Police departments across the United States rely on reserve--also called auxiliary--police officers to assist full-time law enforcement in meeting community needs. By volunteering their service, reserve officers relieve budget burdens and serve as liaisons between the community and law enforcement. Because reserve officers often tackle the same challenges as police officers--and face the same liabilities--they receive rigorous pre-service and in-service training.
According to a 2006 “FBI Law Enforcement Bulletin,” reserve officers serve without pay and often do not see policing as their career. However, they still shoulder many regular police responsibilities. They patrol neighborhoods “on motorcycles and bicycles, in cars, and on foot” and even pursue suspects, execute searches and gather evidence. According to the Los Angeles Police Department, Level III Los Angeles reserve officers even carry firearms. The Minneapolis Reserve Officer website explains that Minneapolis auxiliary officers respond to riots, shootings and disasters, as well as assist with “traffic and crowd control."
Many citizens mistakenly compare reserve officers to the military reserves, believing that “reservists participate in training exercises while waiting to be called-up” and rarely participate in police activities, according to the Minneapolis Police Reserve website. However, reserve officers contribute significant time, with many agencies mandating minimum hours per month, according to a 2008 “Law and Order” article.
You may need to pass rigorous physical assessments, submit to a background check and complete a comprehensive medical exam in order to volunteer as a reserve officer, according to the “FBI Law Enforcement Bulletin.” Prepare to take a polygraph test and complete an interview with the department chief or even the city council, advises the Bulletin.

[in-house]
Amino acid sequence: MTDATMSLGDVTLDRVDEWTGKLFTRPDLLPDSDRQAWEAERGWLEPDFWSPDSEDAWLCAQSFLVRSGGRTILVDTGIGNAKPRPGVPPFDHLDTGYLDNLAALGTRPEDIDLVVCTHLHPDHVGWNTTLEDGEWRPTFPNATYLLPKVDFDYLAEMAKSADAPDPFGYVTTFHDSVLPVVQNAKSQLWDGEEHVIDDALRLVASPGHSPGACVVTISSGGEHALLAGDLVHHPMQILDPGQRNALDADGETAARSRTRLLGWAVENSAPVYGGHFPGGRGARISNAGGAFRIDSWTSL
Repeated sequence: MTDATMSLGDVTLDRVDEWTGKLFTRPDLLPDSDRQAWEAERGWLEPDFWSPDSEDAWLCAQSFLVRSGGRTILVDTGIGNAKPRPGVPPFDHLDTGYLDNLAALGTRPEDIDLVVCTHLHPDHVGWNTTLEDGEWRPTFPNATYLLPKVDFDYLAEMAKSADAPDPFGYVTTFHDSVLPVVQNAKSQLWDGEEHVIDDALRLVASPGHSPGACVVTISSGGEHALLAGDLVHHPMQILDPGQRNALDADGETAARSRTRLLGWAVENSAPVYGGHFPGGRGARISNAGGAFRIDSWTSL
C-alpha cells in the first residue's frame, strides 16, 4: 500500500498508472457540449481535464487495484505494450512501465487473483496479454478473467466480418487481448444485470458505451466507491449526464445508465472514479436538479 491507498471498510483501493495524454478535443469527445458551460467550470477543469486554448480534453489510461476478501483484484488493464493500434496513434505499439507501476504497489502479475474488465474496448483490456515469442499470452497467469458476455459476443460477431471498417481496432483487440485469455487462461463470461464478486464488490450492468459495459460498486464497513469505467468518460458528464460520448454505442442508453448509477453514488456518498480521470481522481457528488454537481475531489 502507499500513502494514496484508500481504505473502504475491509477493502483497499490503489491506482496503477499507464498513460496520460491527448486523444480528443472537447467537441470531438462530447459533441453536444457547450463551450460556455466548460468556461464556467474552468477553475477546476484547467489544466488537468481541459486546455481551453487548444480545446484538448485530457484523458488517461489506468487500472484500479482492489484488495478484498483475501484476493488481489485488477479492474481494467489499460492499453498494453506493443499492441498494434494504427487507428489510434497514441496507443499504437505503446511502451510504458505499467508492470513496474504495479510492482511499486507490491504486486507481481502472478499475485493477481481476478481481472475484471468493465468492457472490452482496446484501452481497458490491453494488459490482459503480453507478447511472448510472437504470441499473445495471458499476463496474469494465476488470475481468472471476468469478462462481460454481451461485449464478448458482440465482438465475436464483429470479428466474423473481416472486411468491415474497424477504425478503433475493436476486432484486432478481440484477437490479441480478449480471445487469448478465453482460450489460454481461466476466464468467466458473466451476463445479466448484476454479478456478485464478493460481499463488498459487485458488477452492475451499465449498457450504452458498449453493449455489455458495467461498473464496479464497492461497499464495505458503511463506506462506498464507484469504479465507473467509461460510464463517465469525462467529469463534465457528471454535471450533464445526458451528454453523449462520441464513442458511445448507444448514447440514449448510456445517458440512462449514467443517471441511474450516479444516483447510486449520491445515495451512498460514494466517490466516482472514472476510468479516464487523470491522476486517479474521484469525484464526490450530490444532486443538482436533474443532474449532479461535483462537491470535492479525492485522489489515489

Reserve officer training requirements vary by state and department. Most require rigorous training, with some, such as the Tazewell, Va. Police Department, even mandating that all reserve officers have or pursue a criminal justice degree. Illustrating the wide scope of potential requirements, the Minneapolis Police Reserve website stipulates pre-service training for safety and defensive tactics, chemical agents and weapons of mass destruction, as well as powers of arrest and legal issues. The Los Angeles Police Department requires auxiliary officers to complete a certified police academy course, according to the California Commission on Peace Officer Standards and Training.
Law enforcement carries considerable liability, and since reserve officers serve fewer hours than full-time police, they miss a "significant amount of on-the-job training,” according to a 2008 issue of “Law and Order." While training courses help, reserve officers need the same regular in-service training as regular law enforcement, such as ride-alongs in police cruisers. Reserve officers also need to learn to respond to new threats, and organizations such as the National Reserve Law Officers Association offer courses such as WMD/Terrorism First Responder Training. In some departments, reserve officers also train to advance through levels, such as the Stockton, Calif. Police Department, which offers Level I and II reserve positions, according to its site.
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